• The bearded vulture, who lives in Europe and Africa, specializes in digesting bones. They can dissolve vertebrae in two hours, and have been seen with one end of a limb bone sticking out of their mouths as the other end starts digesting.
  • The palm nut vulture hangs upside down from palm nut clusters to eat the fruit. They’ve started using this behavior to hang from and eat carcasses some safari lodges put up to attract jaguars.
  • The Egyptian vulture uses rocks to break open ostrich eggs.
  • Vultures have bare heads and necks to keep clean when eating at a carcass. Skin is easier to clean than feathers. Vulture species that don’t have naked heads don’t eat until the carcass is mostly gone, or eat things like palm fruits.
  • Vultures stand with their wings spread out to warm up in the sun and to dry off after a rainstorm. Heat can also kill parasites hiding in their feathers.
  • We know hot air rises. As the Earth warms, some areas warm faster than others and the air rises from these areas in a column called thermals. Vultures may have to fly for hours to find food, and they have broad, square wings perfect for soaring which saves energy. They wait until these thermals form, and then use them to get higher in the sky. They move in circles to make sure they stay inside the column, moving from one to another across the landscape. A group of vultures circling a thermal together is called a kettle.
  • Diclofenac is a cheap, common NSAID drug given often given to cattle. It is lethal to vultures if they eat the carcass of a cow that has been treated with it. Many countries are trying to ban its use to save their vultures.
  • Lead ammunition fragments into pieces that can be microscopically small. When animals, including vultures, eat from discarded gut piles, or injured animals the hunter couldn’t find, they get lead poisoning and will die without veterinary assistance.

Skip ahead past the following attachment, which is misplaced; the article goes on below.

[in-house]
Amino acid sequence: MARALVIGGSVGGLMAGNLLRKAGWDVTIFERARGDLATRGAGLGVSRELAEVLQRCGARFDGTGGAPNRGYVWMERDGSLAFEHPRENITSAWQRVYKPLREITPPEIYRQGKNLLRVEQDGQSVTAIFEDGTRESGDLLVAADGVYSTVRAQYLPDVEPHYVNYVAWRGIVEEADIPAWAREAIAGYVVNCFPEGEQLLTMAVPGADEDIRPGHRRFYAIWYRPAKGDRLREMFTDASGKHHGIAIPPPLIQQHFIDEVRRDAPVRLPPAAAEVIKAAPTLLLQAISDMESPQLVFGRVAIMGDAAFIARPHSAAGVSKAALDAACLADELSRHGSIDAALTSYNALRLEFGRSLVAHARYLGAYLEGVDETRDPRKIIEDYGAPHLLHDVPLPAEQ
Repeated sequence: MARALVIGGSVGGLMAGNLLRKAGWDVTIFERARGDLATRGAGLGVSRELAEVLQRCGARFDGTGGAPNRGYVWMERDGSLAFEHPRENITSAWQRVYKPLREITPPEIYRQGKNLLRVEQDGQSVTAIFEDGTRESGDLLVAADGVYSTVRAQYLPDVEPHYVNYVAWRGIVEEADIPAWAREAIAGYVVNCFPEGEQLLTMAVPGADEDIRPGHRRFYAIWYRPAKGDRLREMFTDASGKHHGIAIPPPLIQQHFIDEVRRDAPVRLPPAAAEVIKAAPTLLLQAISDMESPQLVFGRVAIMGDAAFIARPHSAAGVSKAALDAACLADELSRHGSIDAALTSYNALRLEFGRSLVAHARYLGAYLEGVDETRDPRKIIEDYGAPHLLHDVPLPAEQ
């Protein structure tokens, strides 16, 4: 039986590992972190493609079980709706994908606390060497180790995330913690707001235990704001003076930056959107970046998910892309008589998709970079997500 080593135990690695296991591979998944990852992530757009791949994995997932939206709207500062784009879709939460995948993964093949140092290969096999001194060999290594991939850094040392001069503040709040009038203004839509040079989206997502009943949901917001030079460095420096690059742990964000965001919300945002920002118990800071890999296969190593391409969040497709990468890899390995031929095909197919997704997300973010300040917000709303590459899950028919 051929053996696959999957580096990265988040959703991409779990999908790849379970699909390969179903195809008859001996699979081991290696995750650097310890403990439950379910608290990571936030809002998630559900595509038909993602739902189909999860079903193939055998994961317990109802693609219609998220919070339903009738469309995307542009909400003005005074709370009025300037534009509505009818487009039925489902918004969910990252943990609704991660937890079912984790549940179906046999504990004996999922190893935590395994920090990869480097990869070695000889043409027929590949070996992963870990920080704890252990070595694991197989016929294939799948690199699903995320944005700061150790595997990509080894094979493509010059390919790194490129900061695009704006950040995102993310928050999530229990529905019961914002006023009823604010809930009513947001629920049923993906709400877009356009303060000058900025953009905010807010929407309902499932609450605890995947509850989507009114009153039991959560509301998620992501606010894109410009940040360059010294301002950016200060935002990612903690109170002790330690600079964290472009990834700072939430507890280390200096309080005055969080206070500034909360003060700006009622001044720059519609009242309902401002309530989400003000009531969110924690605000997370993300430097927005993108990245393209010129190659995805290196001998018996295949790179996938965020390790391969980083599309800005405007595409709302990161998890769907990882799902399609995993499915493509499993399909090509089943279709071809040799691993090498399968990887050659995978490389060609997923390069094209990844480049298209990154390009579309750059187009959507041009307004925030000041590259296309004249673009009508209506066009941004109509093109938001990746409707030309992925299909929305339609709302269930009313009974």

• Flying vultures can see to the sides easier than in front of them, making it easier to hit power lines.
  • Game wardens use circling vultures to locate poached animals and hopefully poachers. Poachers have started poisoning animals to kill the vultures. Farmers sometimes poison a cow that has been killed by a large predator like a lion to try and keep the rest of their livestock safe. One poisoned animal can kill hundreds of vultures, as well as many predators.
  • Turkey vultures smell for one of the first chemicals a dead body gives off: ethyl mercaptan. Gas companies add ethyl mercaptan to their gas, and watch for circling vultures to locate leaks in the pipelines.
  • Turkey Vultures have such a good sense of smell; they can locate a carcass buried under a large pile of leaves beneath a full forest canopy.
  • Old world vultures have no known sense of smell; they find food by sight. 
  • During times of war, vultures can be seen following the armies and helping to clean up the battle field.
  • Ruppell’s griffon vultures have the highest recorded flight of a bird. They have been seen by a plane at 36,000 feet in the air.    
  • Cape griffon vultures started dying out in areas of southern Africa that have lost all their larger predators. When they eat, these predators create small bone chips. The vultures take these chips and feed them to their chicks, which provides them with the calcium they need to grow strong bones. Without them, their bones break when they’re flapping their wings to try and fly. Authorities have created stations where people hammer bones into chips for the vultures.